Chasing the illegal loggers looting the Amazon forest

The cargo ship Yacu Kallpa rode impatiently at anchor off Iquitos, Peru, a ramshackle city on a bend in the broad, turbulent waters of the Amazon River. She was a midsize ship, a tenth of a mile long, low-slung, with a seven-story superstructure in the stern and plumes of rust fanning down the hull from her main deck scuppers. She was like any other cargo ship in the world, but with a dark history. At that moment, in November 2015, she needed to get out of town fast.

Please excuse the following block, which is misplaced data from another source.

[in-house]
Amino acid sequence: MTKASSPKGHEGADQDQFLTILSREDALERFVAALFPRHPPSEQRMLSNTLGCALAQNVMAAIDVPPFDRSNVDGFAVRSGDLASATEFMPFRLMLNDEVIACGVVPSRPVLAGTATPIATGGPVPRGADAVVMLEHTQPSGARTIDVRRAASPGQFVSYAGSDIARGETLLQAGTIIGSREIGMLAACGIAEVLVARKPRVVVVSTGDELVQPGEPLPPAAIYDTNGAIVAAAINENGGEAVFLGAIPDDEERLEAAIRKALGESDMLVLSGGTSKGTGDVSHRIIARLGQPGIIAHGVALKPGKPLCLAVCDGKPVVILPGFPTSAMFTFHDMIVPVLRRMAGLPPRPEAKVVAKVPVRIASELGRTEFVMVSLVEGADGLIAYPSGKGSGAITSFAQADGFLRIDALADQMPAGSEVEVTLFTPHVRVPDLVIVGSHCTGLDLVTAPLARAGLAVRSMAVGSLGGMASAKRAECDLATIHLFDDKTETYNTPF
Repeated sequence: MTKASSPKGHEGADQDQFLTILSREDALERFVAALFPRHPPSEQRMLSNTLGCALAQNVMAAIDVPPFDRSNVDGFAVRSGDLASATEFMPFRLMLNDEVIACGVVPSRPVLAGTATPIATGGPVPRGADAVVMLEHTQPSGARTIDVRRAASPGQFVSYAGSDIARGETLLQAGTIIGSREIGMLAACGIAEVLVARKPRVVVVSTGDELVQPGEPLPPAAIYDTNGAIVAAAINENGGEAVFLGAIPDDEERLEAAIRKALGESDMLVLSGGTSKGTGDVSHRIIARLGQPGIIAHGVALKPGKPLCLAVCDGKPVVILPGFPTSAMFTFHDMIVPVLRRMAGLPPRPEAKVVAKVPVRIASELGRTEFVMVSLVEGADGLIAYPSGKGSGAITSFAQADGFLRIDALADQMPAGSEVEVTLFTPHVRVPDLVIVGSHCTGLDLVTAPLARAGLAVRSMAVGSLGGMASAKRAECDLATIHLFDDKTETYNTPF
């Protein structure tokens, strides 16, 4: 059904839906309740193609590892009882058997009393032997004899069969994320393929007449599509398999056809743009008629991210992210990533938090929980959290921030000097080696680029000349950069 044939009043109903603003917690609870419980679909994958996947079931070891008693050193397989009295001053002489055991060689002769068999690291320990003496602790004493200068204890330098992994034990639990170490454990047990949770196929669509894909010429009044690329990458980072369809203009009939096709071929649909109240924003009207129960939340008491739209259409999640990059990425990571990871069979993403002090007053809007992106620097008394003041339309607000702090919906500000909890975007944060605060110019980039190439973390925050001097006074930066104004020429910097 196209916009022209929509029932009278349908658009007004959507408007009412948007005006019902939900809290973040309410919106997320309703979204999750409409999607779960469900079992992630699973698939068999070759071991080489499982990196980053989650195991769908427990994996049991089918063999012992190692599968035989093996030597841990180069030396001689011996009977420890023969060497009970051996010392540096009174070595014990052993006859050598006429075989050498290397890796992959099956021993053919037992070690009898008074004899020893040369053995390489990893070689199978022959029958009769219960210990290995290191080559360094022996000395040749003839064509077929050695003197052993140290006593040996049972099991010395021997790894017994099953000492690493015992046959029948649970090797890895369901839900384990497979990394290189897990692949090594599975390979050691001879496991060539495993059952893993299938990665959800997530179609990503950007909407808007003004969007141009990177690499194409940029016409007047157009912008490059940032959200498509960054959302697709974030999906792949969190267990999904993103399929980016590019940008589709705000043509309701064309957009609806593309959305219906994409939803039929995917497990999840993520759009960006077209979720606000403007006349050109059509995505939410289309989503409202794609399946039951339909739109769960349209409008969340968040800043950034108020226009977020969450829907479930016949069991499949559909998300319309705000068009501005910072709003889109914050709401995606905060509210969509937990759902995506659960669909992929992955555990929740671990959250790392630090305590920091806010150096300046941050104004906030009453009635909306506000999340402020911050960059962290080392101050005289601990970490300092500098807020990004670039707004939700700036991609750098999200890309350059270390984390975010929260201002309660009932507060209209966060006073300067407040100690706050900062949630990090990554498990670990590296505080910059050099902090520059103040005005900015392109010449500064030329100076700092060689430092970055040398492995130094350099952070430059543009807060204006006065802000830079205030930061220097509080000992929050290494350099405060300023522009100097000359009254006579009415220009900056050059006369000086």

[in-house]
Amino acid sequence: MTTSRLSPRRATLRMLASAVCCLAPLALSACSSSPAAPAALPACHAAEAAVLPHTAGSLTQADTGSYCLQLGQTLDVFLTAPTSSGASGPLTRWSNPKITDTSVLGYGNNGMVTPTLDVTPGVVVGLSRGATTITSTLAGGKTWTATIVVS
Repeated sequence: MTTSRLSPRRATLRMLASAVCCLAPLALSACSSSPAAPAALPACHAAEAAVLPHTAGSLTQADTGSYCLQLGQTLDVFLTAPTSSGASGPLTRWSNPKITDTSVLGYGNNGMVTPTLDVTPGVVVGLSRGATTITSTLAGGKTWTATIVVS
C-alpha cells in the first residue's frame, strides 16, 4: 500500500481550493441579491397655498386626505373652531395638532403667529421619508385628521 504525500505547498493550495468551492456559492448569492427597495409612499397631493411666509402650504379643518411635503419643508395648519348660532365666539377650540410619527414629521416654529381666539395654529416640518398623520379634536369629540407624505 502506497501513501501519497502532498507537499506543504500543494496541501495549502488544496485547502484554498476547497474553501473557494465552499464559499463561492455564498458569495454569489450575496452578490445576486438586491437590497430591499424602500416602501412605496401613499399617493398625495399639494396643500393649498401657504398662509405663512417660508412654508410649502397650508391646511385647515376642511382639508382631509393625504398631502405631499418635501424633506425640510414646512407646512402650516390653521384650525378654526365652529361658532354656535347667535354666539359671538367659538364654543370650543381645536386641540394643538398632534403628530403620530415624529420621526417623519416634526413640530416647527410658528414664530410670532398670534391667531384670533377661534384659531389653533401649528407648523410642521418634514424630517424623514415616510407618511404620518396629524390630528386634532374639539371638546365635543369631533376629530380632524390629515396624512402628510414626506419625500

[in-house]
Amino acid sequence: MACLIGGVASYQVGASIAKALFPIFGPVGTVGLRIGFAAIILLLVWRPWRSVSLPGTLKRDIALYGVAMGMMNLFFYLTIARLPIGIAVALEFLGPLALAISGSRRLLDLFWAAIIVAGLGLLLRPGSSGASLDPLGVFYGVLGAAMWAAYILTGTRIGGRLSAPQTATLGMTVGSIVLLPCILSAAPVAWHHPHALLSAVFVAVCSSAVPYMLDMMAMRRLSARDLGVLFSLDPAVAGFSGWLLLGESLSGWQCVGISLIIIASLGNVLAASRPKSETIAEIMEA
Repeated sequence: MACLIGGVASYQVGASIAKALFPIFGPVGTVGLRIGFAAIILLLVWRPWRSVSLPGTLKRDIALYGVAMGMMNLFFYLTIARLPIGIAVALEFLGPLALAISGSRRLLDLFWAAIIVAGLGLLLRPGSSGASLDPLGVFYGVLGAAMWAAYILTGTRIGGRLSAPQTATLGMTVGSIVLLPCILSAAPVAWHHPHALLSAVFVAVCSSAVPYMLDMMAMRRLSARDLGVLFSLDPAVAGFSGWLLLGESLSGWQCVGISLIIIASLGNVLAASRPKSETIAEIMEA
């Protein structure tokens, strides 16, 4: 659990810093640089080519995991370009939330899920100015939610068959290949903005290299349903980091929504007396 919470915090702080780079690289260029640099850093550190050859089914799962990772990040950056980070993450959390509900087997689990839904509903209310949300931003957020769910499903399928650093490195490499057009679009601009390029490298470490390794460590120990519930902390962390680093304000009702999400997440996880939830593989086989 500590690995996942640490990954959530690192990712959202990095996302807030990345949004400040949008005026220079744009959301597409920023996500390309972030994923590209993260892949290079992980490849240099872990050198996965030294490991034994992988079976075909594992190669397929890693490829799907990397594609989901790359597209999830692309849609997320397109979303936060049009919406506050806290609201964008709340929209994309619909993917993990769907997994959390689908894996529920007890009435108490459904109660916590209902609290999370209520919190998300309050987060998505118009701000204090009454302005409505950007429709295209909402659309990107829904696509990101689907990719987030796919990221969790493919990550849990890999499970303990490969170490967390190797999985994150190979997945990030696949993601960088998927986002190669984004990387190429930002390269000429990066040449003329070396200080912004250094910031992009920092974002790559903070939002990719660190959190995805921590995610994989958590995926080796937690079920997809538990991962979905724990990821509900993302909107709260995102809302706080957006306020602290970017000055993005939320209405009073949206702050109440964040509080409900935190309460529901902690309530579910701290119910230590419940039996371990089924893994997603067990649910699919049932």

The captain and crew had a long run ahead, nearly 2,300 miles down the Amazon, then another 4,000 miles north to Tampico, Mexico, and finally to Houston, with lumber harvested from the Amazon rain forest. It was a route the ship and its predecessors had run hundreds of times for more than 40 years, hauling millions of pounds of timber at a time, to supply lumberyards and big-box stores across the United States with the ingredients for the floors, decks, and doors of the typical American home.